Research and integrated research-education-extension funding opportunities are initiated by Congressional legislation, with the level of funding then determined by Congressional appropriations passed into law.
NIFA informs Congress of emerging research trends and needs, for example through the publication of white papers and other documents and reports. NIFA provides feedback to Congress on the impact of funded research upon request and publishes information throughout this Web site on results and impacts of completed and ongoing research.
Once the legislation is passed, NIFA's scientific staff translates the legislation into a comprehensive, high-priority research or integrated program. National program leaders from across NIFA work together in teams to share insights they gain from stakeholder input and from their individual pursuit of knowledge and information. This ensures the broadest perspective in developing or enhancing a NIFA research or integrated program that is focused on national priorities that are in line with the Congressional mandates. Based on this information, NIFA scientific staff drafts a request for applications (RFA), which is reviewed by policy and legislative experts for compliance with Congressional intent and, upon approval, is released publicly.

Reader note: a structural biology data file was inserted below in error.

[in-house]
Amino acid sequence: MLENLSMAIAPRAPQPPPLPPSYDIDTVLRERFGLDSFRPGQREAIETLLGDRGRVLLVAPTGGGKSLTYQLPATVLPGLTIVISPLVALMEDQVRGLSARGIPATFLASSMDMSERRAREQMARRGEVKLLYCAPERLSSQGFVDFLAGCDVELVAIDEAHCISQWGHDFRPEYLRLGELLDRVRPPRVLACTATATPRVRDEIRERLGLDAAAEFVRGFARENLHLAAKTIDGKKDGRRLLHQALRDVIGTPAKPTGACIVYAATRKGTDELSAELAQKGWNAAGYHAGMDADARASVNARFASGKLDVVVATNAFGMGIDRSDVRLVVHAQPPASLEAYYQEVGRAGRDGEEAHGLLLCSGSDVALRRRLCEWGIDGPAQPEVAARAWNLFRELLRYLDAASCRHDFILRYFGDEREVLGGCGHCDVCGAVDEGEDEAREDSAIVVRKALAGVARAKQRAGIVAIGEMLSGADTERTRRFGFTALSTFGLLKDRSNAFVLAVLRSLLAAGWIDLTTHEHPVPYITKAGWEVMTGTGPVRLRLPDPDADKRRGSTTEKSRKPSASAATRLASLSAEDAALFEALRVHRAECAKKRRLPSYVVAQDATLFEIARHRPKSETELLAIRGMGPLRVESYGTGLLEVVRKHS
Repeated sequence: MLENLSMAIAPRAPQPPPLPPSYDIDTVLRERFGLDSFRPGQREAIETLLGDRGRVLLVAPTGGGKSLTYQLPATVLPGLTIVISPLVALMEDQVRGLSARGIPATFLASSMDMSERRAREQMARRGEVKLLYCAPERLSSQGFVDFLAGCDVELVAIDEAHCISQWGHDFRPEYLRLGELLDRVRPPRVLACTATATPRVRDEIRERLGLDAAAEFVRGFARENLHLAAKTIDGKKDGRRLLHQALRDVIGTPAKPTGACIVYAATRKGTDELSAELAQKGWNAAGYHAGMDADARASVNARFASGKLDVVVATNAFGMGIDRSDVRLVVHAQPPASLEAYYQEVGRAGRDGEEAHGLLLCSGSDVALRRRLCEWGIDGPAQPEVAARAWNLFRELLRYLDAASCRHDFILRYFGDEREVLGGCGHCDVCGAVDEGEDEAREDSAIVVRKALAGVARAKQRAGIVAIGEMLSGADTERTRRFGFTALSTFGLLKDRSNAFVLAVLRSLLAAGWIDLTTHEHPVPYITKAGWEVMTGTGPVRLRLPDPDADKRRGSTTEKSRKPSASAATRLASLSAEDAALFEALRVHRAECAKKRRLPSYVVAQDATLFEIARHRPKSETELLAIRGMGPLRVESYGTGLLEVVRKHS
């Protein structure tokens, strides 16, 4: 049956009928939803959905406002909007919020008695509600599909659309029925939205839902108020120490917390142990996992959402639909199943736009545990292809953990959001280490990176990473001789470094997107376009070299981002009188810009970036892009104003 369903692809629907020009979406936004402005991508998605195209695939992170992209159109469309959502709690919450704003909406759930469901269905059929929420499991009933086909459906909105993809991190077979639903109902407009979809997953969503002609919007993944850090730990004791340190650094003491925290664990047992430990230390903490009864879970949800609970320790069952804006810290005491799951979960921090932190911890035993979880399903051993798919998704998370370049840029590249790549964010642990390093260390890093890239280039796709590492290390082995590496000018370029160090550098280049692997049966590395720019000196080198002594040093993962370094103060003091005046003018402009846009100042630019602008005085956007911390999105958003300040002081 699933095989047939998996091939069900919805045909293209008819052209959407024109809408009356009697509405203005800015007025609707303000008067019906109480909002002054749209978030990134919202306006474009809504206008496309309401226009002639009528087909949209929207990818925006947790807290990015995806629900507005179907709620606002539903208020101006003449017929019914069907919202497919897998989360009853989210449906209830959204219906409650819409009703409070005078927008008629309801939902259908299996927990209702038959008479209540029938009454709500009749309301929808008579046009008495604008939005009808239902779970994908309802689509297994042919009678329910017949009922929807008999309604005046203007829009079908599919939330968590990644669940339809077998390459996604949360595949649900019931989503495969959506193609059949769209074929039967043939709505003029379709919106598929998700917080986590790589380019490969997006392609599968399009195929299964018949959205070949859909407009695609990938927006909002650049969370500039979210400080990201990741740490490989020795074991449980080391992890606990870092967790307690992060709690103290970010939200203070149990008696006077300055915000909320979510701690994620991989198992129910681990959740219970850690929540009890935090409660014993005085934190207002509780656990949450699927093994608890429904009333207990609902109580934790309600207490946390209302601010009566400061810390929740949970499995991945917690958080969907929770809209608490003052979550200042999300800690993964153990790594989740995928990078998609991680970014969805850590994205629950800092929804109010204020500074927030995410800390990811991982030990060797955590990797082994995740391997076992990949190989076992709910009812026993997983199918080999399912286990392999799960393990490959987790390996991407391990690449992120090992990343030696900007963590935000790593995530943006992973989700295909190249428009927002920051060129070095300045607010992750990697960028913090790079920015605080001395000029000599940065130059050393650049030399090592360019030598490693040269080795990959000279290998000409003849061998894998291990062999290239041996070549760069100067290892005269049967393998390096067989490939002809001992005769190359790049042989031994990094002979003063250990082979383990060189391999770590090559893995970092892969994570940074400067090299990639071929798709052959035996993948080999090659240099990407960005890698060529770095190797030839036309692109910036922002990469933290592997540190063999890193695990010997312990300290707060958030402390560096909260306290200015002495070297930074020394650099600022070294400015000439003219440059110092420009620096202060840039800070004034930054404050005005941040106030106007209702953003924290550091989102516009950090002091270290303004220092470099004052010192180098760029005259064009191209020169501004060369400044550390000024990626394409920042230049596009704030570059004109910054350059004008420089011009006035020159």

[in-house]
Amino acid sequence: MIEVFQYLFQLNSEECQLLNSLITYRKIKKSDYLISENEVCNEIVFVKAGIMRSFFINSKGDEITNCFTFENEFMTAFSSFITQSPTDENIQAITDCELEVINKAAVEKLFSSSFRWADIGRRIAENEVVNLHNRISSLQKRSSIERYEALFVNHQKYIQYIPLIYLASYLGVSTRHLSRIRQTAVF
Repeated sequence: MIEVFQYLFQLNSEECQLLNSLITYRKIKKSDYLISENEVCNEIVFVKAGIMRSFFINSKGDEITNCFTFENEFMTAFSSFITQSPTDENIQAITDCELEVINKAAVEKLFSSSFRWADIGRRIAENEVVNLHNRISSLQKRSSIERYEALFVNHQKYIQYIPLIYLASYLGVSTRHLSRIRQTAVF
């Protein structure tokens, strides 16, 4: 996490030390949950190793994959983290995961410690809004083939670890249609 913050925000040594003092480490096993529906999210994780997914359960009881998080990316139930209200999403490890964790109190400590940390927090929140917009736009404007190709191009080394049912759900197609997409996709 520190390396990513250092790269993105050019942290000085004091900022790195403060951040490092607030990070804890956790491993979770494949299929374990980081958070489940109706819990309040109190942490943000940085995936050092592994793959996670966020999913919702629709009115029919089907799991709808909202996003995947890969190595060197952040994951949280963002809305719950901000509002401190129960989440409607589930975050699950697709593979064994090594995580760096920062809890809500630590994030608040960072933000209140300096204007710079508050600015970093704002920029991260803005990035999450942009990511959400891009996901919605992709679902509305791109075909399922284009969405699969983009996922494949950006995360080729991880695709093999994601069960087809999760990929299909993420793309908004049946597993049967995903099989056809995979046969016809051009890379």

Each RFA may generate from 2 to more than 600 applications, which then undergo a rigorous review process. That review is conducted by a panel of 3 to 25 individuals with international-level expertise in the field in question. These panels review each application, evaluating it based on its scientific merits and how well it addresses the research priorities determined by Congress and the NIFA stakeholder input process, and the quality of the facilities and researchers who would conduct the project. A summary of the panel review for each eligible application is recorded, and the panel recommends whether or not it should be funded.
Monitoring research and other projects funded by NIFA is a critical part of USDA stewardship of taxpayer dollars. Researchers are required to file annual reports and document their spending to NIFA. These annual reports are reviewed by scientific staff and posted on the public Web site to keep the public informed of research activity and developments. National program leaders and other scientific staff visit research sites and keep in touch with researchers on a routine basis to monitor progress.
Our Funding Opportunities page allows detailed exploration of our various grant programs. It includes search and sort features.
Program Impacts allows visitors several ways to explore the impacts of NIFA's funded research projects.
NIFA Federal Assistance Programs contains narrative details on NIFA's three main funding mechanisms: formula grants; competitive grants; and non-competitive grants and agreements.
The Current Research Information System (CRIS) is NIFA's documentation and reporting system for ongoing and recently completed research projects in agriculture, food and nutrition, and forestry.